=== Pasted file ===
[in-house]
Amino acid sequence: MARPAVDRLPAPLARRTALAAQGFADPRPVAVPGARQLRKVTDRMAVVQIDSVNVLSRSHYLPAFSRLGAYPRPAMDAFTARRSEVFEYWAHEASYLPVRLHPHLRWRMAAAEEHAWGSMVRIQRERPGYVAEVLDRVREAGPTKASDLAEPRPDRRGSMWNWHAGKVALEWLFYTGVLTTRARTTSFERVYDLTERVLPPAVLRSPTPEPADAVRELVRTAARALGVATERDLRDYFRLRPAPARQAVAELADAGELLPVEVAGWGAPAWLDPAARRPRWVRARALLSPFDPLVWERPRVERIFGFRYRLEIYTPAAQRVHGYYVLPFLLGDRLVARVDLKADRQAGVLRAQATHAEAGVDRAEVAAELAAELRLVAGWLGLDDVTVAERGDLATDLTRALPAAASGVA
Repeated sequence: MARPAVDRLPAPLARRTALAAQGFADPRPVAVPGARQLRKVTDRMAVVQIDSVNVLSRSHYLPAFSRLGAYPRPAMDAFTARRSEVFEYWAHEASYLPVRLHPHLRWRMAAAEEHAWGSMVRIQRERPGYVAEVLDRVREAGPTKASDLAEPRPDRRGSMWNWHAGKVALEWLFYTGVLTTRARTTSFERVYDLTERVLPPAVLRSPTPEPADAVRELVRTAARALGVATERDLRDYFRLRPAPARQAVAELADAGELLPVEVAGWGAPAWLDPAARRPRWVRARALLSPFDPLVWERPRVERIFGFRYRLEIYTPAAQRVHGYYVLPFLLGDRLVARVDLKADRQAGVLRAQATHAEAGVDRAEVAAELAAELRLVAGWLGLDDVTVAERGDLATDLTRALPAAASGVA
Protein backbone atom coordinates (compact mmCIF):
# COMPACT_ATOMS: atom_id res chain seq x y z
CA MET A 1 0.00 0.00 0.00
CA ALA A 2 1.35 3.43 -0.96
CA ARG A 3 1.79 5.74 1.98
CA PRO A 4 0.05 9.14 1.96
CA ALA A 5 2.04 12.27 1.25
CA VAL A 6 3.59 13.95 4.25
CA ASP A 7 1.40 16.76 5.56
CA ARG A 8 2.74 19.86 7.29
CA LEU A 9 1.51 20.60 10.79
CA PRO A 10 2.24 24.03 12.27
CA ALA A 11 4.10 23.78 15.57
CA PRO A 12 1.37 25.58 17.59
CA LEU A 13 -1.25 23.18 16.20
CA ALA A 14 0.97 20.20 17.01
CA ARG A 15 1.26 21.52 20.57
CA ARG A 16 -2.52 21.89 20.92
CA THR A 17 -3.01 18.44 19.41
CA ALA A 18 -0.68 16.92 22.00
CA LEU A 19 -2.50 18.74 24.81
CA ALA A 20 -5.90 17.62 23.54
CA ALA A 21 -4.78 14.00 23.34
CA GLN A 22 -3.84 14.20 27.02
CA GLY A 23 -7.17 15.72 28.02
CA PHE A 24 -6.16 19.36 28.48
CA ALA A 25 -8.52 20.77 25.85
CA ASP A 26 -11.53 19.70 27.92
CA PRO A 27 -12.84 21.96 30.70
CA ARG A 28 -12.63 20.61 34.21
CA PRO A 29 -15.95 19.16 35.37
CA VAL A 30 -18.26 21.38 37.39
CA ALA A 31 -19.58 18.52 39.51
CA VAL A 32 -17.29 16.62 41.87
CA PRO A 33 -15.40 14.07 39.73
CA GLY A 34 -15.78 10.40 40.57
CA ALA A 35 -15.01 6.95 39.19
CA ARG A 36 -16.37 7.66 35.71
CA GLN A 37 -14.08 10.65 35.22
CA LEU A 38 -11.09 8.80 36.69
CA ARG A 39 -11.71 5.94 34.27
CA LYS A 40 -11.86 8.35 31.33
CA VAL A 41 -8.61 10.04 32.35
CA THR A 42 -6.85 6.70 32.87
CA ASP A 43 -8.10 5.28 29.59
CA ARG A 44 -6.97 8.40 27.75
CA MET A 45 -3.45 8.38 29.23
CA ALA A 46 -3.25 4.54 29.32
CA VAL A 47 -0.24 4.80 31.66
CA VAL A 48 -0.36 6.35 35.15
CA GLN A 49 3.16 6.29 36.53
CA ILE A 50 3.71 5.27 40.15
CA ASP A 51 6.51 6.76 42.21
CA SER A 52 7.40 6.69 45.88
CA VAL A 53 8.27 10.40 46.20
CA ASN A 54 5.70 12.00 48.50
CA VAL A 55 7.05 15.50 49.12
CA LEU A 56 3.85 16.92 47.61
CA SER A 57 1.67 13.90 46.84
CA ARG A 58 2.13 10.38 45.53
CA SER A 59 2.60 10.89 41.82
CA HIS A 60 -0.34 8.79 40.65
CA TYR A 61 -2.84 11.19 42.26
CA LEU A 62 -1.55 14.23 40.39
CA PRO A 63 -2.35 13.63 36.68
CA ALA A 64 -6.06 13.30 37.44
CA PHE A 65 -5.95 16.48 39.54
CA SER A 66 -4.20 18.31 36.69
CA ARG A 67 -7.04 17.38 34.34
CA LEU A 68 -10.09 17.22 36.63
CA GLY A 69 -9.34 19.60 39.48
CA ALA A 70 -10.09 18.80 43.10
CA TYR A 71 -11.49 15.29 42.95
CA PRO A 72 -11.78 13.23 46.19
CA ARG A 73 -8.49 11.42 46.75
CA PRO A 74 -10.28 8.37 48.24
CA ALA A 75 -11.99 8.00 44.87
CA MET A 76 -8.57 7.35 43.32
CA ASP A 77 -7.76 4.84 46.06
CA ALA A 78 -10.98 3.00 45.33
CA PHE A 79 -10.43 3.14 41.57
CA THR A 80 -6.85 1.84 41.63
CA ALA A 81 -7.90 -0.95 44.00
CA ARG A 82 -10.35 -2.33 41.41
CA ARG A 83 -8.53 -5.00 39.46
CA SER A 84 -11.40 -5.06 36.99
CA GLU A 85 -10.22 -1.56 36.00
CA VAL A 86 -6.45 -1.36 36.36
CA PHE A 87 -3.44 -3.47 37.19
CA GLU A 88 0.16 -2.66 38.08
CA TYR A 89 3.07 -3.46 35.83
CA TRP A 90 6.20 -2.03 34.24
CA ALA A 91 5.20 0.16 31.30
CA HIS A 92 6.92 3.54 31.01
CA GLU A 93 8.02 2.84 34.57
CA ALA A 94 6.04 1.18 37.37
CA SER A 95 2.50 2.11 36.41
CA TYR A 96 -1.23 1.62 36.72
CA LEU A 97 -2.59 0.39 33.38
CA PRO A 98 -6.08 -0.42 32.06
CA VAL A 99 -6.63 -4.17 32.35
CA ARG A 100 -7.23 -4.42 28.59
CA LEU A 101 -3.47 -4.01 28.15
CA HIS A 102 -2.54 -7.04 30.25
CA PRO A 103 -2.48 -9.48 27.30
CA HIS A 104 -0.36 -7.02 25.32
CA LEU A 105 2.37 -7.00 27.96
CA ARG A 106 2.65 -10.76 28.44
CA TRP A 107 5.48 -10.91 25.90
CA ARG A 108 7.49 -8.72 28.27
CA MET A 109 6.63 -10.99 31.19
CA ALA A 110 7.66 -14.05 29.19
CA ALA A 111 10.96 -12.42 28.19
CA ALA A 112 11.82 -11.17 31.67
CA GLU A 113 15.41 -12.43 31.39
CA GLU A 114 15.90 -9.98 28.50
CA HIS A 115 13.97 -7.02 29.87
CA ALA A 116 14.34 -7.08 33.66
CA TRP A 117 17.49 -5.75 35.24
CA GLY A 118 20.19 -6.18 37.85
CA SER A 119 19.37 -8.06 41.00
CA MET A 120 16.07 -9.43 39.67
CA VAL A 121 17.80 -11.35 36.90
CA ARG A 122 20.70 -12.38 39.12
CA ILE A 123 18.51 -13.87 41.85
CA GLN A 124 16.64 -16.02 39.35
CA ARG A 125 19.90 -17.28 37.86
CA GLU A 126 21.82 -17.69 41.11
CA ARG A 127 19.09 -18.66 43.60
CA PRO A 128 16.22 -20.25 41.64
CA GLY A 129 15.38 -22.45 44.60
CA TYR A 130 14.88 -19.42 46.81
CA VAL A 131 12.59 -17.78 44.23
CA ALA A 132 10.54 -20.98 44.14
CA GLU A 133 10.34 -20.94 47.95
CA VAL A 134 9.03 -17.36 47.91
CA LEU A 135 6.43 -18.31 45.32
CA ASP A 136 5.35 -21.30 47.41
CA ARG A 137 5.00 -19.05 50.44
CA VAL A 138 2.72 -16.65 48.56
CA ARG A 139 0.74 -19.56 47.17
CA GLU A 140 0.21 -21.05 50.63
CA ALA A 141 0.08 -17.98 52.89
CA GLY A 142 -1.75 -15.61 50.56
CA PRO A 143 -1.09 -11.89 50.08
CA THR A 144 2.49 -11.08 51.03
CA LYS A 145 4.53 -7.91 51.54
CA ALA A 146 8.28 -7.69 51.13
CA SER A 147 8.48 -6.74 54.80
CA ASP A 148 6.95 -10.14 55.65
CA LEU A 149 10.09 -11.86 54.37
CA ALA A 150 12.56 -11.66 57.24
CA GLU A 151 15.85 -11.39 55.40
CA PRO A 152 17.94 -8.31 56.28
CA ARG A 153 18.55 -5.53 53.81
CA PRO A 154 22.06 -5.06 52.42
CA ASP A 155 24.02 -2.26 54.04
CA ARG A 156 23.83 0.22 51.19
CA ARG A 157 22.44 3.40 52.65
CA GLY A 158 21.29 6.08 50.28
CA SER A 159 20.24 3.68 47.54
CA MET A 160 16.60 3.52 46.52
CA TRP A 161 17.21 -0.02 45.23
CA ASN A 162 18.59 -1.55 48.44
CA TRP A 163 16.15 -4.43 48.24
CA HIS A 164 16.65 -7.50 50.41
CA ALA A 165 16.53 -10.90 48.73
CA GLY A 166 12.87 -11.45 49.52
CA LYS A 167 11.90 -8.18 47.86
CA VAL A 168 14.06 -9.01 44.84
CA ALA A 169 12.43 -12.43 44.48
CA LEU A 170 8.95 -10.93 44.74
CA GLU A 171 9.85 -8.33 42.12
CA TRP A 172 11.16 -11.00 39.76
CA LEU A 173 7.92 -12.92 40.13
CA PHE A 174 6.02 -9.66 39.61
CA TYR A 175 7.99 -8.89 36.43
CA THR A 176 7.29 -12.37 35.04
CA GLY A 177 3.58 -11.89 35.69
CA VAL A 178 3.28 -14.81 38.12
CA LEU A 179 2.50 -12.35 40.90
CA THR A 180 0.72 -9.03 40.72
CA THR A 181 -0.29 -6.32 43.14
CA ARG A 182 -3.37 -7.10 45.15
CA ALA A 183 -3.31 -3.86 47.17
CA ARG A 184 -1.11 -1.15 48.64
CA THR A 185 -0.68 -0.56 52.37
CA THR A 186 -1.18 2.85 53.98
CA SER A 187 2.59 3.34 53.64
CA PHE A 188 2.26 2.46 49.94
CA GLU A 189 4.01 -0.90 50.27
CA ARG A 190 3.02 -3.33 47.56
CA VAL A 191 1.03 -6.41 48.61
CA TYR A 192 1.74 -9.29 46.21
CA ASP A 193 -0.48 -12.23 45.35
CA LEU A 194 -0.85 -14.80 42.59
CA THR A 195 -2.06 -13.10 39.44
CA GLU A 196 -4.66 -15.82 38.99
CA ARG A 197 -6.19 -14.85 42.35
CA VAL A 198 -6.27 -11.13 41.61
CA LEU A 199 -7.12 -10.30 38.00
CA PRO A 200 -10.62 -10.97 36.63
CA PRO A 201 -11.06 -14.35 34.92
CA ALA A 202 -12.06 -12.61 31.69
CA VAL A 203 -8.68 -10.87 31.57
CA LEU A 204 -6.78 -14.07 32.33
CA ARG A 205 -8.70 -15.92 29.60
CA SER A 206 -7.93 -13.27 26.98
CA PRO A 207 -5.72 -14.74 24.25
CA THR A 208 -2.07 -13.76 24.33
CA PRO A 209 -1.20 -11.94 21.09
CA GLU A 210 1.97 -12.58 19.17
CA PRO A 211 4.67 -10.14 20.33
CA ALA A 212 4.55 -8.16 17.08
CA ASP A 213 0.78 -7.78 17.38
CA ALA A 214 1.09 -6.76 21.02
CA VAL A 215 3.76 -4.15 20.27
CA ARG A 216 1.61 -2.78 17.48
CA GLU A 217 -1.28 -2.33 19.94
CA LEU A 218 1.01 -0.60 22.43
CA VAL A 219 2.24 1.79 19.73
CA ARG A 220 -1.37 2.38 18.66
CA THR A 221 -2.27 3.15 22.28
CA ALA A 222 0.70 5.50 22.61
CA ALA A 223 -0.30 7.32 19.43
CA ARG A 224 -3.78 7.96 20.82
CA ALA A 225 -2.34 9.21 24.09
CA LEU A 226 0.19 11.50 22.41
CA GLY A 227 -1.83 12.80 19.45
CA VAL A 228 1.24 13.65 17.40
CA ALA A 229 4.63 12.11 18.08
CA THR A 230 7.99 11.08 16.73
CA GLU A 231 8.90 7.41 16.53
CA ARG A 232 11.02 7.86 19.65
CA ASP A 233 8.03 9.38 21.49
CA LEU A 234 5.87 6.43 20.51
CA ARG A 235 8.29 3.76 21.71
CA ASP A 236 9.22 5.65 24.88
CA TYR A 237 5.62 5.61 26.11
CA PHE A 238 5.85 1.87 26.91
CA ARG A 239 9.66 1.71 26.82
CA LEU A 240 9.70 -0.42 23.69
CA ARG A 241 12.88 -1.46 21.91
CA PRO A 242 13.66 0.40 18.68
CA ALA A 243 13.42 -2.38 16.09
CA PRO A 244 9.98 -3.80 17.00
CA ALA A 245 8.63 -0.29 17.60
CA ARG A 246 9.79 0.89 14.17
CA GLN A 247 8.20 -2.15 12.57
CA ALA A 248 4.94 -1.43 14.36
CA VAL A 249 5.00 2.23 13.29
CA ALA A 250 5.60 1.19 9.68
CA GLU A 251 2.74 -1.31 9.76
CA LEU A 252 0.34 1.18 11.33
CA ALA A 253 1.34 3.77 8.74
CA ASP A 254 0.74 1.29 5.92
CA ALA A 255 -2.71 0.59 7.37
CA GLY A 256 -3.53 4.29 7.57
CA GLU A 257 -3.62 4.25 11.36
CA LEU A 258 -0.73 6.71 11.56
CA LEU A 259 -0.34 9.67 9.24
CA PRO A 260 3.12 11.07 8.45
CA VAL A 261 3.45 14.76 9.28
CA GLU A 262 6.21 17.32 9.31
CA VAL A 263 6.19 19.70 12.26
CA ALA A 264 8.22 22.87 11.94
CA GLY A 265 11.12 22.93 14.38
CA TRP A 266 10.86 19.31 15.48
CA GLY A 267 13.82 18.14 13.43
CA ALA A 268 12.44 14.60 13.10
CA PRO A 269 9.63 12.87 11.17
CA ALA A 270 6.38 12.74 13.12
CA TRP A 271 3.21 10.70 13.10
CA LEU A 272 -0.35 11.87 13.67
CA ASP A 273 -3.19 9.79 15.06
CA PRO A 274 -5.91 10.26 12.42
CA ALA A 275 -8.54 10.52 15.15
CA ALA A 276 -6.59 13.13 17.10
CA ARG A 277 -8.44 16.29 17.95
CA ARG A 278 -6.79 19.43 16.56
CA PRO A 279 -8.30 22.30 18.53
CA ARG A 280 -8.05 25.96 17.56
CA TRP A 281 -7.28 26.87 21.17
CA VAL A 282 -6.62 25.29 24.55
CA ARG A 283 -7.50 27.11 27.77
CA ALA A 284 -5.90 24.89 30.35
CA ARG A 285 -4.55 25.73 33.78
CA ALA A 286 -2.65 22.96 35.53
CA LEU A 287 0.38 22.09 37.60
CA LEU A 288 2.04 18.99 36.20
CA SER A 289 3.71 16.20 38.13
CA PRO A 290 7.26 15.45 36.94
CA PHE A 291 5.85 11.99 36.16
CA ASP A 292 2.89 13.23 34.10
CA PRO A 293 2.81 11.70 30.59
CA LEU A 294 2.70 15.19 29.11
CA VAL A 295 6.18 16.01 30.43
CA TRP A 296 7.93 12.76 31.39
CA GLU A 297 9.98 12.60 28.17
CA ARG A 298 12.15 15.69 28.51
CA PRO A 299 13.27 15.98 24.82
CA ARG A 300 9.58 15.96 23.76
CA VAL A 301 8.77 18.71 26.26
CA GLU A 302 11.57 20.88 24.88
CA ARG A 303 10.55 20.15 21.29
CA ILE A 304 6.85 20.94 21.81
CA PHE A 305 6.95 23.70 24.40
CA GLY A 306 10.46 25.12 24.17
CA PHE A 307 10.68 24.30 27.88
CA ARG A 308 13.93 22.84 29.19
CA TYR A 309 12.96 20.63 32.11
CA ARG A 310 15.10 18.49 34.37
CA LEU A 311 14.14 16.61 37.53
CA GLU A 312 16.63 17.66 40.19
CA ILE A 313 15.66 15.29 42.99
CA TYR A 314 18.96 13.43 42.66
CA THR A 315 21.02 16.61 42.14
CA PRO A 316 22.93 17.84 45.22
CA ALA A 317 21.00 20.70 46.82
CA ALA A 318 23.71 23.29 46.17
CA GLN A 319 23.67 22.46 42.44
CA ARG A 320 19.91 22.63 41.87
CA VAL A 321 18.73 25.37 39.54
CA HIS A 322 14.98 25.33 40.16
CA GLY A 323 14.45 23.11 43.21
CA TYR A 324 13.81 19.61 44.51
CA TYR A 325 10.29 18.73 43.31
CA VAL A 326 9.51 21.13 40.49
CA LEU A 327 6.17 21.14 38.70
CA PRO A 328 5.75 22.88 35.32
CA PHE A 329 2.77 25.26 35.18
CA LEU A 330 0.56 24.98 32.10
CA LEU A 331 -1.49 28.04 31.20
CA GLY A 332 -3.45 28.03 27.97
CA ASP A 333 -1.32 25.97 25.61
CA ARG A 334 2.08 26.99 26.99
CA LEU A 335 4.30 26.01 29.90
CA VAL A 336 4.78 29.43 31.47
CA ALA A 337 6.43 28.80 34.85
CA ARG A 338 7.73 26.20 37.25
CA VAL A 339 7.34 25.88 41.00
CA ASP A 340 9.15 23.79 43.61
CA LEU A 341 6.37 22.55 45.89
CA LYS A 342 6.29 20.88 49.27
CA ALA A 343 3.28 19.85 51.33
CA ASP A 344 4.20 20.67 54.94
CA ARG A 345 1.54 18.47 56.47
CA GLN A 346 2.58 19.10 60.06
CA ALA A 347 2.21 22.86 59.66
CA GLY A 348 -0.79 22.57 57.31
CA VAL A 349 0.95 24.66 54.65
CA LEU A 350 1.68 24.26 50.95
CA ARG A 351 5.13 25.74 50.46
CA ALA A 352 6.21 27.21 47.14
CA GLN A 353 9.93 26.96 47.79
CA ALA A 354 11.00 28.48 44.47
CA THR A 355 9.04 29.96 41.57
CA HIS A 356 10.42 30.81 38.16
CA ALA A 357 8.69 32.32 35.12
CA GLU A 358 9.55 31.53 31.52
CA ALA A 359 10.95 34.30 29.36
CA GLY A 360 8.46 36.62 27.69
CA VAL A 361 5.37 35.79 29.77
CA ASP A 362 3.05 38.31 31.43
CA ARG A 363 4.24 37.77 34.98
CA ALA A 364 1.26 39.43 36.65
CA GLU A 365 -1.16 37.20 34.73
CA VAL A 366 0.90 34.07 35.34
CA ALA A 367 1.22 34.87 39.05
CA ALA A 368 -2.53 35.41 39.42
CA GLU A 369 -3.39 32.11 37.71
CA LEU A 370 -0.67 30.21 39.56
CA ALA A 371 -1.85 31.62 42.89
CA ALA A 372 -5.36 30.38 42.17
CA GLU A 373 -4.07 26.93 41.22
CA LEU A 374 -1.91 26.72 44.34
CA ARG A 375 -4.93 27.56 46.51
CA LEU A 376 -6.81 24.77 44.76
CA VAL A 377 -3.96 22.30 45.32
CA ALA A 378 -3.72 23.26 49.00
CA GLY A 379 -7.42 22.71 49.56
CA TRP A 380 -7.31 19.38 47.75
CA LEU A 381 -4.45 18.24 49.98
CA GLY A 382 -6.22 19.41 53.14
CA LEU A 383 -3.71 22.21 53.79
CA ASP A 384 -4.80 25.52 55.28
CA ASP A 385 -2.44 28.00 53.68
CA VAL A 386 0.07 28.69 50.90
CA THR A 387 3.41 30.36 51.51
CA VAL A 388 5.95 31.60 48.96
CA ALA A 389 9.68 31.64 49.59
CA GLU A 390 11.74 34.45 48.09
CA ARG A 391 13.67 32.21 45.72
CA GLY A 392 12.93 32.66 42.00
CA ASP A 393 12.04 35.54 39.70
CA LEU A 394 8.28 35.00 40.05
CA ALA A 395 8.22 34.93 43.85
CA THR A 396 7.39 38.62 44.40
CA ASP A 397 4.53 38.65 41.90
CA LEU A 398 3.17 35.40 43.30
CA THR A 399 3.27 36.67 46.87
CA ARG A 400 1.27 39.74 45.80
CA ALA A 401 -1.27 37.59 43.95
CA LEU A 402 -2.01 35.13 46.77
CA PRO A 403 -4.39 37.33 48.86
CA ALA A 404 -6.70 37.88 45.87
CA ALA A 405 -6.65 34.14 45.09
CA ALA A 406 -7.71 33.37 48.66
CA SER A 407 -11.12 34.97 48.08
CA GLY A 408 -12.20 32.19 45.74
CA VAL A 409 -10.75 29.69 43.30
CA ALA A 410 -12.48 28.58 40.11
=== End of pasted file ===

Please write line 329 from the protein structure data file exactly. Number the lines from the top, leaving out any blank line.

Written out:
CA TYR A 324 13.81 19.61 44.51